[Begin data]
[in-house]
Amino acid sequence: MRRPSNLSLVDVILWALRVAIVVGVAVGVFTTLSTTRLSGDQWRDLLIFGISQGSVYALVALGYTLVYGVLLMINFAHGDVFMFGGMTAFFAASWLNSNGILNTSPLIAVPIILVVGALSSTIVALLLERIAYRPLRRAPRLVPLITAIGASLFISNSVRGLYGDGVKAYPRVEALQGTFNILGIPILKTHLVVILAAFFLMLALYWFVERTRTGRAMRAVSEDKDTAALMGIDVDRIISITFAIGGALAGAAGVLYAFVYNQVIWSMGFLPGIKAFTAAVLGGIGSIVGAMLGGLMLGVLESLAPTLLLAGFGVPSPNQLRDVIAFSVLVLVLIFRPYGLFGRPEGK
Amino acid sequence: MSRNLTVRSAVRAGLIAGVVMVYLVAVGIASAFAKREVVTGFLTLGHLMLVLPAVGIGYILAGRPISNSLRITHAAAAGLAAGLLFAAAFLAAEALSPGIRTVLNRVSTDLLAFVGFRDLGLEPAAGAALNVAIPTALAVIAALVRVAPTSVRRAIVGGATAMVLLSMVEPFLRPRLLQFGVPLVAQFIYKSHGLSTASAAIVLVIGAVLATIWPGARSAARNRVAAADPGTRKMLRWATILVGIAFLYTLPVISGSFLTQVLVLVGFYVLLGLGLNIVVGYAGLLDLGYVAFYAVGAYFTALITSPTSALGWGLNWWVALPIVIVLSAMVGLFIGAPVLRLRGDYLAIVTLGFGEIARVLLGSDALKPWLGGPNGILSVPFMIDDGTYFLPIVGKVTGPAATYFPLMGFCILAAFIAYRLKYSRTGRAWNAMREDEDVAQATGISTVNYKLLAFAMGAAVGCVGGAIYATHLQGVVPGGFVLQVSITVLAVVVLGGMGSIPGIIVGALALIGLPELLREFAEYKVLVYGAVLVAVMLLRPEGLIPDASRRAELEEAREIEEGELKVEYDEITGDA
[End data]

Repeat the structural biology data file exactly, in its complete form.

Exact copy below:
[in-house]
Amino acid sequence: MRRPSNLSLVDVILWALRVAIVVGVAVGVFTTLSTTRLSGDQWRDLLIFGISQGSVYALVALGYTLVYGVLLMINFAHGDVFMFGGMTAFFAASWLNSNGILNTSPLIAVPIILVVGALSSTIVALLLERIAYRPLRRAPRLVPLITAIGASLFISNSVRGLYGDGVKAYPRVEALQGTFNILGIPILKTHLVVILAAFFLMLALYWFVERTRTGRAMRAVSEDKDTAALMGIDVDRIISITFAIGGALAGAAGVLYAFVYNQVIWSMGFLPGIKAFTAAVLGGIGSIVGAMLGGLMLGVLESLAPTLLLAGFGVPSPNQLRDVIAFSVLVLVLIFRPYGLFGRPEGK
Amino acid sequence: MSRNLTVRSAVRAGLIAGVVMVYLVAVGIASAFAKREVVTGFLTLGHLMLVLPAVGIGYILAGRPISNSLRITHAAAAGLAAGLLFAAAFLAAEALSPGIRTVLNRVSTDLLAFVGFRDLGLEPAAGAALNVAIPTALAVIAALVRVAPTSVRRAIVGGATAMVLLSMVEPFLRPRLLQFGVPLVAQFIYKSHGLSTASAAIVLVIGAVLATIWPGARSAARNRVAAADPGTRKMLRWATILVGIAFLYTLPVISGSFLTQVLVLVGFYVLLGLGLNIVVGYAGLLDLGYVAFYAVGAYFTALITSPTSALGWGLNWWVALPIVIVLSAMVGLFIGAPVLRLRGDYLAIVTLGFGEIARVLLGSDALKPWLGGPNGILSVPFMIDDGTYFLPIVGKVTGPAATYFPLMGFCILAAFIAYRLKYSRTGRAWNAMREDEDVAQATGISTVNYKLLAFAMGAAVGCVGGAIYATHLQGVVPGGFVLQVSITVLAVVVLGGMGSIPGIIVGALALIGLPELLREFAEYKVLVYGAVLVAVMLLRPEGLIPDASRRAELEEAREIEEGELKVEYDEITGDA